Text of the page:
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BT, Sky, TalkTalk and Virgin Media have announced a new investment in their campaign to prevent cyberbullying.

The four providers founded Internet Matters three years ago to help parents ensure their children stay safe online and the campaign website has been visited more than 4.5 million times since then.

Advice on managing their children's social media problems is proving particularly sought after, which backs up recent Internet Matters research which found that one in five parents say their children have been on the receiving end of nasty comments online.

Figures also showed that one in four children expected to experience some form of cyberbullying, while almost two-thirds of parents are worried about the issue.

BT, Sky, TalkTalk and Virgin Media have directly invested more than £6 million in the Internet Matters initiative, which will rise to £10 million over the next few years.

Furthermore, they have invested heavily in marketing the website and creating parental controls and filters to help make the internet safer for youngsters.

The four providers now want other companies in the internet value chain, including global tech companies and social media platforms, to throw their weight behind Internet Matters.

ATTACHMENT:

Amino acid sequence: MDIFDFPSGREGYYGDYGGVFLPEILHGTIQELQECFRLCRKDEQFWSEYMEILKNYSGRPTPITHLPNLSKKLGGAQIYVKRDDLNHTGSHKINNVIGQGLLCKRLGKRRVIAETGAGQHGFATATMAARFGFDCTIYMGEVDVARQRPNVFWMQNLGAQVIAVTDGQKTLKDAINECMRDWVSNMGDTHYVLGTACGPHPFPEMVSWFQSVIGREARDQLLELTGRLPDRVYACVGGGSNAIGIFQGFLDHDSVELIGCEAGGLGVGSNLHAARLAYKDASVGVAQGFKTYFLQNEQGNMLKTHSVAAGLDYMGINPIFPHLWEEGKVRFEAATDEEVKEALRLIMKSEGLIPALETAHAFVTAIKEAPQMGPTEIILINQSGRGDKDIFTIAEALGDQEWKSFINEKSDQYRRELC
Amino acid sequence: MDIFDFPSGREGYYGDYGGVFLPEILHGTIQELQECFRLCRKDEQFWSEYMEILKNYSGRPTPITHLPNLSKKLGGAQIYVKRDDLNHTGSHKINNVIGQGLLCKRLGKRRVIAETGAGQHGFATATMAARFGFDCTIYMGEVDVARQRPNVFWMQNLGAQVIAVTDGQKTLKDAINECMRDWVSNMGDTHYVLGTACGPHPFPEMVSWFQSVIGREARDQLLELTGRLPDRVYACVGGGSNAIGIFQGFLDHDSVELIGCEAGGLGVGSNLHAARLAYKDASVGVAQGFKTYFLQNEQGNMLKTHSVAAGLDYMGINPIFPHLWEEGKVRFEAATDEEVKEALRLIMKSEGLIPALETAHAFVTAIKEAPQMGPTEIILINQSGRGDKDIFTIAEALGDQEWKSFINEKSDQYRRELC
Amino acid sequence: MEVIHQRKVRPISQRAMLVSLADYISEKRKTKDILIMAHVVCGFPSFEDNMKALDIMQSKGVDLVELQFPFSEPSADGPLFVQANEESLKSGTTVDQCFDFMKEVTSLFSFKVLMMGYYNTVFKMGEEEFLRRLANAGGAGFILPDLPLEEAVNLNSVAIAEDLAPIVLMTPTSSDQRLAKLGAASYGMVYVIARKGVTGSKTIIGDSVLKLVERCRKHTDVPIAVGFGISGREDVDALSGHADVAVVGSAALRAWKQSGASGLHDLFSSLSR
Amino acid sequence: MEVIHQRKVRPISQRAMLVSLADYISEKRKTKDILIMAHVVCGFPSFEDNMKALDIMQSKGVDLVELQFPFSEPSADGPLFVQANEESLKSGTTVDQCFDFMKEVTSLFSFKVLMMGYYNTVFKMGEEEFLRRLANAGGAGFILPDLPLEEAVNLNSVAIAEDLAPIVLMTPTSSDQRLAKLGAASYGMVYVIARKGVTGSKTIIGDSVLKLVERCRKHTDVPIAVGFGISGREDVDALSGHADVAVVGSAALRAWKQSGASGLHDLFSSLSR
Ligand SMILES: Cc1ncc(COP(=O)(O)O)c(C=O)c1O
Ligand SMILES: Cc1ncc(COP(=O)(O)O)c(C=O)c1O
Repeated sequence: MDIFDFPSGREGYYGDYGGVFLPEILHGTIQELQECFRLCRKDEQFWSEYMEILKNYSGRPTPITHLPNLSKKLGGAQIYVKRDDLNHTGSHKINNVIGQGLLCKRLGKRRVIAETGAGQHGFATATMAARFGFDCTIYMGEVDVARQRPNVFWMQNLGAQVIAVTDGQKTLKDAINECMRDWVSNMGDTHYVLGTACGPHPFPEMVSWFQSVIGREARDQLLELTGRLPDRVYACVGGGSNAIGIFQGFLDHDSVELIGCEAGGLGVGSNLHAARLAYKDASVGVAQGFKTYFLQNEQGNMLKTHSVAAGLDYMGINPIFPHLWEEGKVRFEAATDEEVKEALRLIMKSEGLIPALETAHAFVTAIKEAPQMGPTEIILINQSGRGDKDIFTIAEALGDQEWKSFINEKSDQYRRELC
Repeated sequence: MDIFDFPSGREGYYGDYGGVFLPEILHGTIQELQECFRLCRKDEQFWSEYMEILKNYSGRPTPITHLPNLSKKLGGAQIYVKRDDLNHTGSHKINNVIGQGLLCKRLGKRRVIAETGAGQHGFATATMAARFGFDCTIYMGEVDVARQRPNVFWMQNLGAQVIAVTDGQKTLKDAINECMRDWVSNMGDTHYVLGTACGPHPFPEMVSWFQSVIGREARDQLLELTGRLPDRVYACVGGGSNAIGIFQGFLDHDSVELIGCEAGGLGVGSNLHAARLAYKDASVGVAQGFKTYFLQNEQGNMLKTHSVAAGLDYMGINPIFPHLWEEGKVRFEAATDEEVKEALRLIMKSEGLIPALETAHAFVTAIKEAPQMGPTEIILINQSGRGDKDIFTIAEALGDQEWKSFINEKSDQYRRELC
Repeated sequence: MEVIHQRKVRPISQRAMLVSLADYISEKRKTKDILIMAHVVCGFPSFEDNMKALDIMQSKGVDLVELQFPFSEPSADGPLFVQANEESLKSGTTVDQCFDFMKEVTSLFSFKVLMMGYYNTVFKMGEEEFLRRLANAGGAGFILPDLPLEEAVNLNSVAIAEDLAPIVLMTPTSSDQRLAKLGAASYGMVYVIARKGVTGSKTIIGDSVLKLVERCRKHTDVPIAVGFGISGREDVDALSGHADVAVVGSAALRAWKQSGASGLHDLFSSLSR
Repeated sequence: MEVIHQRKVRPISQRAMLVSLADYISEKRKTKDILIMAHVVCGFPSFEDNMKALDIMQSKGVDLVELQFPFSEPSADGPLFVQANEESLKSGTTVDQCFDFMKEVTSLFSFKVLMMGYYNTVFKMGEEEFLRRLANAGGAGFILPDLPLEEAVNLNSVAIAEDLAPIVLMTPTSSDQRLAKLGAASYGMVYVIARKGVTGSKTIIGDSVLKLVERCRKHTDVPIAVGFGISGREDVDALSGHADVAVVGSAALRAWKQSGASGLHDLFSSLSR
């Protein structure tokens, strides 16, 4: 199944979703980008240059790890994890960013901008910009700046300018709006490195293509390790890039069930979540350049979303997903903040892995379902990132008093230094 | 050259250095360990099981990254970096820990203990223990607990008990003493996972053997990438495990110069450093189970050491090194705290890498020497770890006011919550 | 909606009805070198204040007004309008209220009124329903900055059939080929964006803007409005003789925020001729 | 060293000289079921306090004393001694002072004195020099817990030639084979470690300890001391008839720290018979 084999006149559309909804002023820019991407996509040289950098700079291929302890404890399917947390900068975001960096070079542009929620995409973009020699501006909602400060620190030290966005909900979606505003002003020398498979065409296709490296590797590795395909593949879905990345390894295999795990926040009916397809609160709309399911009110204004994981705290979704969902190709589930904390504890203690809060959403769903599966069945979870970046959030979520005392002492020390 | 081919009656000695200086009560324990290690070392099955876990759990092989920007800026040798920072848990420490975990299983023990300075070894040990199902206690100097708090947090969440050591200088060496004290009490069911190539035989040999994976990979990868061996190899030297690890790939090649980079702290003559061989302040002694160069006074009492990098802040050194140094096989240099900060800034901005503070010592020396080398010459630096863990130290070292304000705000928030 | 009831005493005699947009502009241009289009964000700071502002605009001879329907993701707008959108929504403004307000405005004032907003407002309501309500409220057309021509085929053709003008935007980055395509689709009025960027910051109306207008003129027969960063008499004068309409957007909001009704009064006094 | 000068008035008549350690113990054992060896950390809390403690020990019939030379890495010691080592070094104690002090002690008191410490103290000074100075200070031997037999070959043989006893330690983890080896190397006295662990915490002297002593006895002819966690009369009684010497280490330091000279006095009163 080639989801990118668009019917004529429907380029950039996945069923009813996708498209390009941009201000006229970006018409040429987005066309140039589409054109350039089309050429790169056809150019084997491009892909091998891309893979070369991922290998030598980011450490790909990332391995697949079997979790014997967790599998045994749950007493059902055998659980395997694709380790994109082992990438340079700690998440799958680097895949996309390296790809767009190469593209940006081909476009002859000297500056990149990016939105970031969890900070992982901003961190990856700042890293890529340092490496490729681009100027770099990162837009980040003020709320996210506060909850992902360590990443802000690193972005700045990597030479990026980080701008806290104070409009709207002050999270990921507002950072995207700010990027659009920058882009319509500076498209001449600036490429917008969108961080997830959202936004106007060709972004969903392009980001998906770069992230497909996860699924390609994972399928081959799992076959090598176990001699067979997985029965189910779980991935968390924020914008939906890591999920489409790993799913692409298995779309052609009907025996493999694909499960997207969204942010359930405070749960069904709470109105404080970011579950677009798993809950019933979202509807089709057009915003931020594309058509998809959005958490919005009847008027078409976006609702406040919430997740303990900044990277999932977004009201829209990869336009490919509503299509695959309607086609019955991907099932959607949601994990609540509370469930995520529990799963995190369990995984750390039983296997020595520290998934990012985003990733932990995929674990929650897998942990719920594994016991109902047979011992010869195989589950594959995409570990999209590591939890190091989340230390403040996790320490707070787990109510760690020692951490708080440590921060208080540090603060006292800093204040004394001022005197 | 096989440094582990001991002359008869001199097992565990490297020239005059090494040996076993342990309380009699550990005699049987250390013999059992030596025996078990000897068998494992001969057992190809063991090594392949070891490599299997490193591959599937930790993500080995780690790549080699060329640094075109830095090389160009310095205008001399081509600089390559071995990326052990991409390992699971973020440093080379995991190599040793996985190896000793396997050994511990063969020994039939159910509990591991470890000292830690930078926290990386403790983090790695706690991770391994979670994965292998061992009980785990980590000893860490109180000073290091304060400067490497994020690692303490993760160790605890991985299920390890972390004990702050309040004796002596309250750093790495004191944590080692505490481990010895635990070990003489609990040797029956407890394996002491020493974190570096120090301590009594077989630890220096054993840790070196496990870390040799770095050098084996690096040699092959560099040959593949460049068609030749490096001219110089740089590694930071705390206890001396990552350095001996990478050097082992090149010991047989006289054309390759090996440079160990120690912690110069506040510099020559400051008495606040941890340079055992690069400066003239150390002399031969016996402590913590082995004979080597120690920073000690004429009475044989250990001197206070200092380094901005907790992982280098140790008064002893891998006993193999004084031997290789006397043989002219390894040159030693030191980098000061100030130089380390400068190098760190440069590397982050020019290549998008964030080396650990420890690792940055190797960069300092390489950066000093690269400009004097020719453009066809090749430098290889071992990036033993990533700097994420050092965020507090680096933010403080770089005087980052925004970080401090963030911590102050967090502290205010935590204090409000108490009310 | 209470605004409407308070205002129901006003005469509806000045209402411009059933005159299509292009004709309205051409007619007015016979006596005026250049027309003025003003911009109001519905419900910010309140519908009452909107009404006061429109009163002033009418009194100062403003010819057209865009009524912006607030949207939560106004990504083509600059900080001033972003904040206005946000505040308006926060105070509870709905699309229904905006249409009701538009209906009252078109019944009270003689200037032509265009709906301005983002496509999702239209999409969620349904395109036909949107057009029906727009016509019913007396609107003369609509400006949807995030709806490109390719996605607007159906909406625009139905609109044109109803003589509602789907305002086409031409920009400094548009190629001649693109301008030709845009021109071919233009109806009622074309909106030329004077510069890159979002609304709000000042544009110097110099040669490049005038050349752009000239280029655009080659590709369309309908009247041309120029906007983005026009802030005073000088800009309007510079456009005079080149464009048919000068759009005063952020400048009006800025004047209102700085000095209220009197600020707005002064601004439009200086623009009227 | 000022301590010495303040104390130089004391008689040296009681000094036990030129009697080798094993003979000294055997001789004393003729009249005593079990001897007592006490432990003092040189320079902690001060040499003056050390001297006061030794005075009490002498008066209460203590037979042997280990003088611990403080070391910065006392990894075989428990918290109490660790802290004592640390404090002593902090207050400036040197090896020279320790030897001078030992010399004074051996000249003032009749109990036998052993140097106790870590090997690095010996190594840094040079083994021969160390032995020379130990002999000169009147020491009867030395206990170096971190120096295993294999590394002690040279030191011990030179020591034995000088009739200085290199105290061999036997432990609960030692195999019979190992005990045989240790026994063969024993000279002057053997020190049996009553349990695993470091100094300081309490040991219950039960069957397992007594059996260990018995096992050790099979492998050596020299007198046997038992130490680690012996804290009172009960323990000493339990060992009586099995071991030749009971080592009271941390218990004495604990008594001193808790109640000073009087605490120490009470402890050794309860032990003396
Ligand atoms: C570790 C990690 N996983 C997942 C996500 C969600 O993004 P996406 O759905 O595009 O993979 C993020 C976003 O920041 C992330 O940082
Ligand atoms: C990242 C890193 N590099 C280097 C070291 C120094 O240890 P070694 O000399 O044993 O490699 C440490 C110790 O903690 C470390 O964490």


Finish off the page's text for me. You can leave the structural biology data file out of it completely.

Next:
Gavin Patterson, Chief Executive Officer of BT, commented: "BT is confident that Internet Matters can do even more as it continues to build industry support beyond the founding ISP members.  

"Working together, we can ensure that the UK children remains one of the safest places in the world for children to be online."

Culture Secretary Karen Bradley added that it is "fantastic" to see some of the UK's biggest technology companies reaffirm their commitment to taking responsibility for their customers' online safety.

She said Internet Matters has played an "important role" in helping parents keep their children safe online and reached millions of people over the last three years.

According to estimates from Internet Matters, three-quarters of ten to 12-year-olds in the UK have a social media account.

The average child is believed to have four separate social media accounts and posts about 26 times a day.

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